Chronic dietary (All populations)NOAEL = 0.04 mg/kg/day UFA = 10x UFH = 10x FQPA SF = 10x 2Chronic RfD = 0.00004 mg/kg/day cPAD = 0.00004 mg/kg/dayChronic/Carcinogenicity Study (rat) for Tembotrione. LOAEL = 0.79 mg/kg/day based on neovascularization and edema of the cornea and snow flake-like corneal opacity, unilateral or bilateral keratitis of the eye, decreased mean body weight and mean bodyweight gain, increased total cholesterol, higher ketone levels and lower pH values, higher protein levels, increased kidney weight, kidney to body weight and kidney to brain weight ratios, chronic nephropathy and atrophy of the sciatic nerve.
NOAEL = no-observed adverse-effect level. LOAEL = lowest-observed adverse-effect level. UF = uncertainty factor. UFA = extrapolation from animal to human (interspecies). UFH = potential variation in sensitivity among members of the human population (intraspecies). FQPA SF = FQPA Safety Factor. PAD = population-adjusted dose (a = acute, c = chronic). RfD = reference dose. PND = Postnatal Day
1 The FQPA SF accounts for the database uncertainty factor and the extrapolation of a LOAEL to NOAEL.
2 The FQPA SF accounts for the database uncertainty factor.

C. Exposure Assessment

1. Dietary exposure from food and feed uses. In evaluating dietary exposure to benzobicyclon (parent), EPA considered exposure under the petitioned-for tolerances. For metabolite B, there is no anticipated exposure in food; metabolite B is only a residue of concern in drinking water. EPA assessed dietary exposures from benzobicyclon in food as follows:

i. Acute exposure. Quantitative acute dietary exposure and risk assessments are performed for a food-use pesticide, if a toxicological study has indicated the possibility of an effect of concern occurring as a result of a 1-day or single exposure. No such effects were identified in the toxicological studies for benzobicyclon; therefore, a quantitative acute dietary exposure assessment is unnecessary.

ii. Chronic exposure. In conducting the chronic dietary exposure assessment EPA used the food consumption data from the USDA's 2003-2008 food consumption data from the U.S. Department of Agriculture's (USDA's) National Health and Nutrition Examination Survey, What We Eat in America, (NHANES/WWEIA). As for residue levels of parent benzobicyclon in food, EPA incorporated tolerance-level residues and 100 percent crop treated (PCT) for rice. For metabolite B, there is no anticipated exposure in food; metabolite B is only a residue of concern in drinking water therefore chronic dietary exposure was considered for metabolite B separately.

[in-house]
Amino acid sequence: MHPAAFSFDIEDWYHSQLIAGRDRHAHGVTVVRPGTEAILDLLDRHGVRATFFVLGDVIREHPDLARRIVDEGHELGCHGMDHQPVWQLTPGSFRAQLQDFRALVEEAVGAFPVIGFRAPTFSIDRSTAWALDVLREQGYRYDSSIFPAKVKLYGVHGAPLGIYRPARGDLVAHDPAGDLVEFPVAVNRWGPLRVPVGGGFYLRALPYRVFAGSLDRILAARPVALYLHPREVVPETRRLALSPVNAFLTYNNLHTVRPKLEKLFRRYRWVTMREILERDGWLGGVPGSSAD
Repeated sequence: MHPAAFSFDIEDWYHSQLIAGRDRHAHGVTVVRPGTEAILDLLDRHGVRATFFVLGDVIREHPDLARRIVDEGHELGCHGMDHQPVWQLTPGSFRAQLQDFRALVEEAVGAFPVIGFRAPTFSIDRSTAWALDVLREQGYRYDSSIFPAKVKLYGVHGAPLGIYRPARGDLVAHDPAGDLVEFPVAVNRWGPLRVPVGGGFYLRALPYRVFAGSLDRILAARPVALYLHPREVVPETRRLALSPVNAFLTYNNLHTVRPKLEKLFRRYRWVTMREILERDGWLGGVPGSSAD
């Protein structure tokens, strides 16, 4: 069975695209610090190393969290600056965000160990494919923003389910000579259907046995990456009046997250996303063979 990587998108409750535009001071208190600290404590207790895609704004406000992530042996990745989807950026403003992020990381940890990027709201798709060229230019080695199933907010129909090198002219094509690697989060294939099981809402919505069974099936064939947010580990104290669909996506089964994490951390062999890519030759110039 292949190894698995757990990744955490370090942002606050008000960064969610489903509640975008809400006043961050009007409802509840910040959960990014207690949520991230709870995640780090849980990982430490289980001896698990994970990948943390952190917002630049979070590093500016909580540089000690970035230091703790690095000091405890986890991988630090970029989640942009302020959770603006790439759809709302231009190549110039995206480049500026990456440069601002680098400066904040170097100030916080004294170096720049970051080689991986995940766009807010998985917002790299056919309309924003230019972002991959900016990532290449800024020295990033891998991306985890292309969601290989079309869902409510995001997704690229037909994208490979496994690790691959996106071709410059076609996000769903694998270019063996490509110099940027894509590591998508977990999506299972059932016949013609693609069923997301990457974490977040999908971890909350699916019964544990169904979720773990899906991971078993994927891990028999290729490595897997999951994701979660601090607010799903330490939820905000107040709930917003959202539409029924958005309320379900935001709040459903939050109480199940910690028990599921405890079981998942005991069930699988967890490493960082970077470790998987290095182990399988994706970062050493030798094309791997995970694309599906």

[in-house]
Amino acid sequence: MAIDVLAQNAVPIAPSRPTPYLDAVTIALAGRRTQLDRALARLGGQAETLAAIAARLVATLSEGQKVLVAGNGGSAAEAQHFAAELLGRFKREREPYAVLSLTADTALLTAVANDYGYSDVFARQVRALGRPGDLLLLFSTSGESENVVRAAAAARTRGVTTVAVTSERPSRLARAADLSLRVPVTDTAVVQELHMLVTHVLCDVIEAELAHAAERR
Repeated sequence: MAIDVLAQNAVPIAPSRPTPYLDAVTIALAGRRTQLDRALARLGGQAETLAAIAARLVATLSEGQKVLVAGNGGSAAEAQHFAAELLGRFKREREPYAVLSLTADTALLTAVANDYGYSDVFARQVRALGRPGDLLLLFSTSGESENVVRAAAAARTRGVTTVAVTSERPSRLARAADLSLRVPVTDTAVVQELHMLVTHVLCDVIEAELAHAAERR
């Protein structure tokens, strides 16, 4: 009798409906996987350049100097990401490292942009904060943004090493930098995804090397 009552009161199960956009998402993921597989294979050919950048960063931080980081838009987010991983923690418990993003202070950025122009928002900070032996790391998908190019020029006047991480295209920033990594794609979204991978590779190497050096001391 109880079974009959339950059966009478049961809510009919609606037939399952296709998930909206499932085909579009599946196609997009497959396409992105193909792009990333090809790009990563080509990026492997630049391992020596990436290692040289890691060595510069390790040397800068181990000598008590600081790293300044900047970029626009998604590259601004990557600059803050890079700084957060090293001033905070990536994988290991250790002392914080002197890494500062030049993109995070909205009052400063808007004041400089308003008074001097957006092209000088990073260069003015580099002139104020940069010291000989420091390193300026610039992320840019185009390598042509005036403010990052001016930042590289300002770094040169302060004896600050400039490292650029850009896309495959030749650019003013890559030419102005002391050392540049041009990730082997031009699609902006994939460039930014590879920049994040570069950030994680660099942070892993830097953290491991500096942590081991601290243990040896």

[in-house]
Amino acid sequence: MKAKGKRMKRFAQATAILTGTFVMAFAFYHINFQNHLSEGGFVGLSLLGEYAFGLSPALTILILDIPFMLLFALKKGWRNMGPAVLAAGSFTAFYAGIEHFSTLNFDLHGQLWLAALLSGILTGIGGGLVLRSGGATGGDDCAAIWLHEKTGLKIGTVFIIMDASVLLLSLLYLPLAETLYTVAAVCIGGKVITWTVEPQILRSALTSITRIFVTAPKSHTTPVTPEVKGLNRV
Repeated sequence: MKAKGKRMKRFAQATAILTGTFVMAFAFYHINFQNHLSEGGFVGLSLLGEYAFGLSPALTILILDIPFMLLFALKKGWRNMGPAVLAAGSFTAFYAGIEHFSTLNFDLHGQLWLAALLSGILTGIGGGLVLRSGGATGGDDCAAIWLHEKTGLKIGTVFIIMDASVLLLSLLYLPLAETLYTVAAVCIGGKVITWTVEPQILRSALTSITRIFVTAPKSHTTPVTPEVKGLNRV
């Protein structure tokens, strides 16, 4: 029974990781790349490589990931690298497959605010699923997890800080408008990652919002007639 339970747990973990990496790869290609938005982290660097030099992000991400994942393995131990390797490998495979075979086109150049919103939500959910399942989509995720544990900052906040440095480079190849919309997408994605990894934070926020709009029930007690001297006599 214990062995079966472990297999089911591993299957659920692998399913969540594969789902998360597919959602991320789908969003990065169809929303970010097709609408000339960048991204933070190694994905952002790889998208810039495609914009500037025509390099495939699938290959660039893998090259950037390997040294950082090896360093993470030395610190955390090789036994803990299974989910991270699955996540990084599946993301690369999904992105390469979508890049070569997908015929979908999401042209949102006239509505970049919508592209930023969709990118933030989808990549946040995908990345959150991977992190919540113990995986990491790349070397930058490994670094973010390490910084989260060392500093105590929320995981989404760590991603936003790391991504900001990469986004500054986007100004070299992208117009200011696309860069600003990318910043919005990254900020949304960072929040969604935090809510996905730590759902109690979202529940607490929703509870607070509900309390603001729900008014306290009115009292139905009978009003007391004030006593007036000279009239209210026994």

iii. Cancer. Based on the data summarized in Unit III.A., EPA has concluded that benzobicyclon does not pose a cancer risk to humans. Therefore, a dietary exposure assessment for the purpose of assessing cancer risk is unnecessary.

iv. Anticipated residue and percent crop treated (PCT) information. EPA did not use anticipated residue and/or PCT information in the dietary assessment for parent benzobicyclon so tolerance level residues and 100% CT were assumed resulting in risk estimates that were less than the LOC to EPA. For metabolite B, there is no anticipated exposure in food; metabolite B is only a residue of concern in drinking water. Because risk estimates for metabolite B in drinking water exceeded the EPA's Start Printed Page 18999LOC, a refined water exposure assessment was conducted which included a 10% CT assumption, which is described in detail in the following section.

2. Dietary exposure from drinking water. The Agency used refined water exposure models in the dietary exposure analysis and risk assessment for benzobicyclon and metabolite B in drinking water. These simulation models take into account data on the physical, chemical, and fate/transport characteristics of benzobicyclon and metabolite B. Further information regarding EPA drinking water models used in pesticide exposure assessment can be found at http://www.epa.gov/​oppefed1/​models/​water/​index.htm.

Modeled estimates of drinking water concentrations based on the Pesticide in Flooded Applications Model (PFAM; v2.0) were directly entered into the dietary exposure model. Because no toxicological effect attributable to a single dose was observed for benzobicyclon, an acute exposure assessment was not done. Therefore, the acute dietary risk assessment was conducted for metabolite B only (the parent benzobicylon rapidly hydrolyzes to metabolite B) using the water concentration value of 24.8 ppb to assess the metabolite B contribution to drinking water. For chronic dietary risk assessment, the water concentration of value 0.0031 ppb was used to assess the contribution to drinking water for benzobicyclon and 3.0 ppb for metabolite B. Based on the data summarized in Unit III.A., EPA has concluded dietary cancer risk concerns due to long-term consumption of metabolite B residues are adequately addressed by the chronic exposure analysis using the cPAD. Therefore, a dietary exposure assessment for the purpose of assessing cancer risk is unnecessary.